Sunday, February 05, 2023
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‘Things to remain tight’ even after IMF deal, Miftah Ismail warns

Ex-finance minister calls for exploring ways to enhance exports for solving economic woes down the line

Former federal minister for finance and revenue Miftah Ismail addressing a press conference in this undated picture. — AFP/File
Former federal minister for finance and revenue Miftah Ismail addressing a press conference in this undated picture. — AFP/File

  • Miftah sees Pakistan's economy "tight for a while".
  • "For future, we have to figure out way to export more."
  • Miftah rules out polls as solution to economic woes.


Former finance minister Miftah Ismail has predicted that things on the economic front would “remain tight” even if the government manages to secure the International Monetary Fund's (IMF) bailout programme.

Pakistan — with a $350 billion economy — is seeking a crucial instalment of $1.1 billion from the IMF to avoid default.

“Things will be tight for a while but we can get enough loans for now that we will get some room,” Miftah replied to a question asked by Geo.tv during a question and answer session held by the former financial czar on the popular microblogging site, Twitter, on Sunday.

His response came to the question: “If we secure the IMF's tranche, will $1.1 billion be enough to manage economic challenges? In addition, even if we add some more amount from bilateral donors, who are awaiting [the] IMF nod, our reserves will still continue to dwindle because of external payments, then what's the solution?”

The PML-N stalwart, however, said that for the future “we have to figure out a way to export more”.

Pakistan is spiralling deeper into crisis amid a shortage of dollars and accelerating inflation, with reserves falling to a nine-year low.

Finance Minister Ishaq Dar is facing the difficult task of convincing the IMF that the country is ready to implement other tough measures, including raising taxes and gas prices.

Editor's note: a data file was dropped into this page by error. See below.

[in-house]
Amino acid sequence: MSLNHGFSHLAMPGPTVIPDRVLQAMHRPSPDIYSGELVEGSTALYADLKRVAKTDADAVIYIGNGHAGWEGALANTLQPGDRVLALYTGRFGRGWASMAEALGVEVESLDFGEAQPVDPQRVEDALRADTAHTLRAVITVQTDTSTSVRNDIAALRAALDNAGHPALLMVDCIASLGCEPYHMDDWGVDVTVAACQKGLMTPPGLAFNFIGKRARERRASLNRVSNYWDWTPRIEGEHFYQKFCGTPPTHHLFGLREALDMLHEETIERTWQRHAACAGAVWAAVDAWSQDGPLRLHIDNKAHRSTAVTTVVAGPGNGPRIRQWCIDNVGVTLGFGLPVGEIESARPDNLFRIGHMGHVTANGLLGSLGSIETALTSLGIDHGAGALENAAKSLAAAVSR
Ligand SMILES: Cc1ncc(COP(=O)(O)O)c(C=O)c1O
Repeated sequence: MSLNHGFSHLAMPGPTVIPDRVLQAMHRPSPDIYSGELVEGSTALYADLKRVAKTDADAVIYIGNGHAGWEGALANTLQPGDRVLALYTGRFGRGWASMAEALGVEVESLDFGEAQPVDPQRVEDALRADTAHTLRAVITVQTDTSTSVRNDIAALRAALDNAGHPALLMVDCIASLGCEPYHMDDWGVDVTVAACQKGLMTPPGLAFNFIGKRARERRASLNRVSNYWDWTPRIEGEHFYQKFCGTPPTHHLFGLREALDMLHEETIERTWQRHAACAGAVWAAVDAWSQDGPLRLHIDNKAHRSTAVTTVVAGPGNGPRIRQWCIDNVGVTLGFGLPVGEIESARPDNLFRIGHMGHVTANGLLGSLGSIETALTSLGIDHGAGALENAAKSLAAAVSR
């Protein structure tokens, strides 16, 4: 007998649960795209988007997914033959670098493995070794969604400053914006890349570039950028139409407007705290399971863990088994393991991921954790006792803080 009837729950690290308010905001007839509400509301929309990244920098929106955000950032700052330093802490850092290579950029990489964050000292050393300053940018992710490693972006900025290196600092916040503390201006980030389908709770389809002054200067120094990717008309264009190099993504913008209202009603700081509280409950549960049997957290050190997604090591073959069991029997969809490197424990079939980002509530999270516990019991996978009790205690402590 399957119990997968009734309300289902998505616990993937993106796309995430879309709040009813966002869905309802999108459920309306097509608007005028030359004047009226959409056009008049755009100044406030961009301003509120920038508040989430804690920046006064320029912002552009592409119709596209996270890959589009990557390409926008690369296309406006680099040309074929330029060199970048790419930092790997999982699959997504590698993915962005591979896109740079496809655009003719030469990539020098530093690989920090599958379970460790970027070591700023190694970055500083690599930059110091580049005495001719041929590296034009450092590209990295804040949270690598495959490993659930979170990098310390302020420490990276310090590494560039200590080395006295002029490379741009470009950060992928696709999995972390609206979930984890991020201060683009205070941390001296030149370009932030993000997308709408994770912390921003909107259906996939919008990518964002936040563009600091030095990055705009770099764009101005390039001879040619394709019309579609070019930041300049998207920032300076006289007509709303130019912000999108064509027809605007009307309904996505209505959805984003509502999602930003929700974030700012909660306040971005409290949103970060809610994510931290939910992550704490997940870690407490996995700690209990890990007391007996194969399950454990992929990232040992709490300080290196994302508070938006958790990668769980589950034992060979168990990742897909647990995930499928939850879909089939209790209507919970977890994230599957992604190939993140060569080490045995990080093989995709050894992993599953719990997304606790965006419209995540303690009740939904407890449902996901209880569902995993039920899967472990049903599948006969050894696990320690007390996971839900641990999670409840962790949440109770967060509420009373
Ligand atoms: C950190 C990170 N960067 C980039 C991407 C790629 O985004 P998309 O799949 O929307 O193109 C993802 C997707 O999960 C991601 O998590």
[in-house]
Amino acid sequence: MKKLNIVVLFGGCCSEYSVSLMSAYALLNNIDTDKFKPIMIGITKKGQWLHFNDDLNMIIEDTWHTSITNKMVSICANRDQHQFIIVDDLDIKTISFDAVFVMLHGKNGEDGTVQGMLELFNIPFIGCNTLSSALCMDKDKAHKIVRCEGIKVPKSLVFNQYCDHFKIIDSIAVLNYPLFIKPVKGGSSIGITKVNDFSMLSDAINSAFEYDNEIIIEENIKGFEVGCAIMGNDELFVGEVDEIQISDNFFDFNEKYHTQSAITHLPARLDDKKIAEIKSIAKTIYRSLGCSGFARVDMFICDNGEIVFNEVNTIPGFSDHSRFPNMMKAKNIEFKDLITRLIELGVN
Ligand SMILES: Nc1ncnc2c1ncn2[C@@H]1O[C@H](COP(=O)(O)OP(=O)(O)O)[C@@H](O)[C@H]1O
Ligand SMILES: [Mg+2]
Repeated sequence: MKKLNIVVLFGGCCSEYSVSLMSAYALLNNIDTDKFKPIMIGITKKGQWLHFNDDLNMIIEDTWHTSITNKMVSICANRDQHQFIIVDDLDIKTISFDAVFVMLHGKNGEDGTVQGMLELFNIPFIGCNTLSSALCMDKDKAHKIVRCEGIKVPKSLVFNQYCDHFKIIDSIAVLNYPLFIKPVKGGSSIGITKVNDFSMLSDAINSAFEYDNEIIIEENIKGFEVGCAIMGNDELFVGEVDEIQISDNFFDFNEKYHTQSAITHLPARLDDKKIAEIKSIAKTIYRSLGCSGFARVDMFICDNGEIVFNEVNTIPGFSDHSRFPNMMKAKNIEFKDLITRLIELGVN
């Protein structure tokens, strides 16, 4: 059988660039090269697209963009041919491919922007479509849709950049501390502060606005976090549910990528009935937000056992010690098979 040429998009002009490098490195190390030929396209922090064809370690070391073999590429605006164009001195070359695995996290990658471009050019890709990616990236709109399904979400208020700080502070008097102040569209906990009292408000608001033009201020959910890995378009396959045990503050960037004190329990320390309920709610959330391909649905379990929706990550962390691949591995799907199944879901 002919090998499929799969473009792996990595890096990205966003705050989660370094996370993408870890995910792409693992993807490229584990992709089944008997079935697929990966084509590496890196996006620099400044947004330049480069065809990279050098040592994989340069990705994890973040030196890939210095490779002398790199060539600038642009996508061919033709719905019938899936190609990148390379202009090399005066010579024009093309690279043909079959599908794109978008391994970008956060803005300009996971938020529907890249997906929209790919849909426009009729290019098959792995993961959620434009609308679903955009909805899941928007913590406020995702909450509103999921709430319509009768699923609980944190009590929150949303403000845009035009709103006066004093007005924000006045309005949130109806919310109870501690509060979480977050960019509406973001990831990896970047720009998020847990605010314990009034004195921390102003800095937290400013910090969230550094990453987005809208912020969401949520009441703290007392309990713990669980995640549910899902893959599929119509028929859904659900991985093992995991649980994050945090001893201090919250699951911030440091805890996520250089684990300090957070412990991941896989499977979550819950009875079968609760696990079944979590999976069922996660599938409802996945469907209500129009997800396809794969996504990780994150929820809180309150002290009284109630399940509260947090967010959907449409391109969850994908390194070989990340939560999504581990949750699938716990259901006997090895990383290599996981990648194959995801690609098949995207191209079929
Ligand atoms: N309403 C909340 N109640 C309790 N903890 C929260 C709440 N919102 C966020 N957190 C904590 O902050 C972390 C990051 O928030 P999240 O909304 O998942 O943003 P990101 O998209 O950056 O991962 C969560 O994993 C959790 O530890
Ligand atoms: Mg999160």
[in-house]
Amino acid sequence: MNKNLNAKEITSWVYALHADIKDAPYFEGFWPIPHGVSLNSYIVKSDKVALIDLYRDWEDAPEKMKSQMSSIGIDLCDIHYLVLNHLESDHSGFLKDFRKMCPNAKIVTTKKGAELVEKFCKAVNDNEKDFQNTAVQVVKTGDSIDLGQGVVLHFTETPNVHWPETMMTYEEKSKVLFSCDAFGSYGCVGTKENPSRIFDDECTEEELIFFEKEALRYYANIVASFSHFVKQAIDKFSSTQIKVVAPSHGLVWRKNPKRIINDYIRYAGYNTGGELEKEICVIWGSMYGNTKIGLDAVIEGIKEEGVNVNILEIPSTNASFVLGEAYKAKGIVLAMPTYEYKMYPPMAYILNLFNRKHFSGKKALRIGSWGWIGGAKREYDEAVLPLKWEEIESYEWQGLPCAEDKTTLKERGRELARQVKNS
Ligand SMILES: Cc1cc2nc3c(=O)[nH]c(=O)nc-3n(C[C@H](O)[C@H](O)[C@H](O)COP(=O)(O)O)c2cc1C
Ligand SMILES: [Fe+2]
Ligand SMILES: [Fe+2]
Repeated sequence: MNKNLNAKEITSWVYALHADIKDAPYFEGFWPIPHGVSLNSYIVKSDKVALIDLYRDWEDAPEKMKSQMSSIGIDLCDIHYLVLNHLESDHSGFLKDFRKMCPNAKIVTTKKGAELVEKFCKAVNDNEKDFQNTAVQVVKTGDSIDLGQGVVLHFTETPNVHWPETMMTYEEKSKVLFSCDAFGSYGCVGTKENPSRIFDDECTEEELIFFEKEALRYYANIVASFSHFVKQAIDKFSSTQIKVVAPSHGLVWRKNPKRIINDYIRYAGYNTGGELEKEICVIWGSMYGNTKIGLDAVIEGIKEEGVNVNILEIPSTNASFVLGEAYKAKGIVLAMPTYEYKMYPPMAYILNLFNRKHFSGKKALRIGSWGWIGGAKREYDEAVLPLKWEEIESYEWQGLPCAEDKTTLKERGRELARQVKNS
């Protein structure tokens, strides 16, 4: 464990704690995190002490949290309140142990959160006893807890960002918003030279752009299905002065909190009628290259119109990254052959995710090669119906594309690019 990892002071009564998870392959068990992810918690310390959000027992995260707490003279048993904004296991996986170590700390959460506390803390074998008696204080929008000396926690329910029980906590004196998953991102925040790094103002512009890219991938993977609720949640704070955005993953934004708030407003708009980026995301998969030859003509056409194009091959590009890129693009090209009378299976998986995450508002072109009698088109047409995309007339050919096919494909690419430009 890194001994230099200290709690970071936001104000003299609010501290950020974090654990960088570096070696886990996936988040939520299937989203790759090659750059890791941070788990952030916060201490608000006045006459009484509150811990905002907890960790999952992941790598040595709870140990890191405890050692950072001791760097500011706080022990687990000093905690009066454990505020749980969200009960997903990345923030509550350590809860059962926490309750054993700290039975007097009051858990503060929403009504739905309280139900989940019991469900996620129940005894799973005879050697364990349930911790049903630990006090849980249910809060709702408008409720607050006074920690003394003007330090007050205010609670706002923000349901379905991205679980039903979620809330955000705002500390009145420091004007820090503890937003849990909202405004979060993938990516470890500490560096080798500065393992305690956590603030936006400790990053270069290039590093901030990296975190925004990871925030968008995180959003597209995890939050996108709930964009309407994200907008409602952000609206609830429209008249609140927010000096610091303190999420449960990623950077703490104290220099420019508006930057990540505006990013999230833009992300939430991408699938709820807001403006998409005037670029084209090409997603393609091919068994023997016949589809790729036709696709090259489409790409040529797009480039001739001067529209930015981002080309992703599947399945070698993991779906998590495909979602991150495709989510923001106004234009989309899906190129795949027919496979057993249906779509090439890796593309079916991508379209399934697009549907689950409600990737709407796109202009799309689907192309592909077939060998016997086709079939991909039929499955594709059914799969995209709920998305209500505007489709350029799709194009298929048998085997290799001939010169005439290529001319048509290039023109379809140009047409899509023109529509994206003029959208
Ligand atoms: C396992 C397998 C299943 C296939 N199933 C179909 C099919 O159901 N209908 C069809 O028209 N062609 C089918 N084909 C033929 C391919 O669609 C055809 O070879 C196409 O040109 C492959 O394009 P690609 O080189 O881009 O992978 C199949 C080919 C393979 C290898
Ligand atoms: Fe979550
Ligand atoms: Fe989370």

However, Prime Minister Shehbaz Sharif earlier today — while addressing the Azad Jammu and Kashmir Legislative Assembly in Muzaffarabad, — again said that the "country is facing substantial financial challenges", with the IMF “combing every book” and reviewing “everything” and “every subsidy” during the ongoing negotiations over the ninth review of the $6.5 billion loan programme.

Miftah — in response to a question regarding the economic damage caused due to the delay in the resumption of the bailout programme  — said that Pakistan lost credibility in the eyes of international players, which is "very costly". 

"Plus we lost a few billion dollars in remittance and exports and in lost loans. And finally, this delay resulted in many factories closing, shortages, etc. So quite a bit of loss," he added.

Replying to another question regarding the general elections in the current economic scenario, Miftah said he doesn't see how the polls can solve the immediate economic problems.

In September last year, Dar replaced Miftah after months of speculation that Pakistan Muslim League-Nawaz supremo Nawaz Sharif and Dar had been unhappy with some of his key decisions, specifically with regard to the fuel price hike.